It is revealed from our model, as illustrated in Figure 1, that the association between the sibling and ToM is affected by multiple factors. Furthermore, these factors can be classified into three categories: (a) sibling structural variables, including sibling number, birth order, and age range; (b) sibling individual variables, e.g., gender, temperament, and cognitive sensitivity of the sibling; and (c) parental intervening variables, e.g., encouraging cooperation and conflict intervention. Our model positions mental-state talks during sibling interactions at the center of the three categories of factors and ToM. Three kinds of factors play a role in ToM growth by acting on the quality and quantity of sibling interactions, which often induce mentalistic conversations between the parents and children or between the sibling and the target child (e.g., discussing the reason for sibling disputes, negative emotions). Therefore, the mechanism underlying the “sibling effects” of ToM is that the presence of siblings leads to more opportunities for children to be exposed to and take part in mental-state conversation among parents, siblings, and target children.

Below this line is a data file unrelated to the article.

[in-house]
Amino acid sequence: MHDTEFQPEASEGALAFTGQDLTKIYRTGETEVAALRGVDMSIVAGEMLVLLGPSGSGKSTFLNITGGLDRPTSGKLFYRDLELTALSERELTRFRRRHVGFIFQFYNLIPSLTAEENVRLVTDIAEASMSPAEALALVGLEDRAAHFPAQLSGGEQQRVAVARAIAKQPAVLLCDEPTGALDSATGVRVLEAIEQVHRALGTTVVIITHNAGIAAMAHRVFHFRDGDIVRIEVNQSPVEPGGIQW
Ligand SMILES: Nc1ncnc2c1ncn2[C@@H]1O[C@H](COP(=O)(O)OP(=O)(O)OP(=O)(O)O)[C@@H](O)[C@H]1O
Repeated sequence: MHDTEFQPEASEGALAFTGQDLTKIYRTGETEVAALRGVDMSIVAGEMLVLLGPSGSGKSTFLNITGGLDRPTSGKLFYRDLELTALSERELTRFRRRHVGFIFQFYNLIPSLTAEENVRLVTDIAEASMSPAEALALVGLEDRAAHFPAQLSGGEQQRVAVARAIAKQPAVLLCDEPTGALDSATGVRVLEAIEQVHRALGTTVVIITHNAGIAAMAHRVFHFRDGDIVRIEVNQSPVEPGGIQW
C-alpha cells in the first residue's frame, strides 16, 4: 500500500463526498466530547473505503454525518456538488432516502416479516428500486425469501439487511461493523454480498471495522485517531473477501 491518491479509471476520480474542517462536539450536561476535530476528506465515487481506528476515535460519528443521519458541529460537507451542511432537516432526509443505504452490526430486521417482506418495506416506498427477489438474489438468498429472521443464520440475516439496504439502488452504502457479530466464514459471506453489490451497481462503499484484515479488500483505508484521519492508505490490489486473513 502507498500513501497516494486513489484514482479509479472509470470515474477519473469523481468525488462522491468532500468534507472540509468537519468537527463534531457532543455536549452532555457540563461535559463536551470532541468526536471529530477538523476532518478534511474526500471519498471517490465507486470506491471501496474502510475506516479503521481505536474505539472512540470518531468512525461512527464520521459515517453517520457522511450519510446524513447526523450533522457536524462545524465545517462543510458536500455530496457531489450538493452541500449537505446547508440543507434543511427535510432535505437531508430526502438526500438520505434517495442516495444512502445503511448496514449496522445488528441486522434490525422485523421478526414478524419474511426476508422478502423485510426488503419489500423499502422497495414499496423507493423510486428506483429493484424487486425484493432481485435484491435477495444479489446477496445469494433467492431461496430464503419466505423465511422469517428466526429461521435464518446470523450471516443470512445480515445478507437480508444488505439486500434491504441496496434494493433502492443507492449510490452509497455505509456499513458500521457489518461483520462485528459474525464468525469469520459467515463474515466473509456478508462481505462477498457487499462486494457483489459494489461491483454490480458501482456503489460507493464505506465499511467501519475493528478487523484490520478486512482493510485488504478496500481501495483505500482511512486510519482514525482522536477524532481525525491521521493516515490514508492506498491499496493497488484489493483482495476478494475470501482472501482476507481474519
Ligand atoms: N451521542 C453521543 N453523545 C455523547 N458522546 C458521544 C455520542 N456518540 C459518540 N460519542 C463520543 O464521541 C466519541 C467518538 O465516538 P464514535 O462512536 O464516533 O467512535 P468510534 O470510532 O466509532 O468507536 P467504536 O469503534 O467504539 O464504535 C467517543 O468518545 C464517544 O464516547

Several Features of Mental-State Talk That Mediate Sibling–ToM Association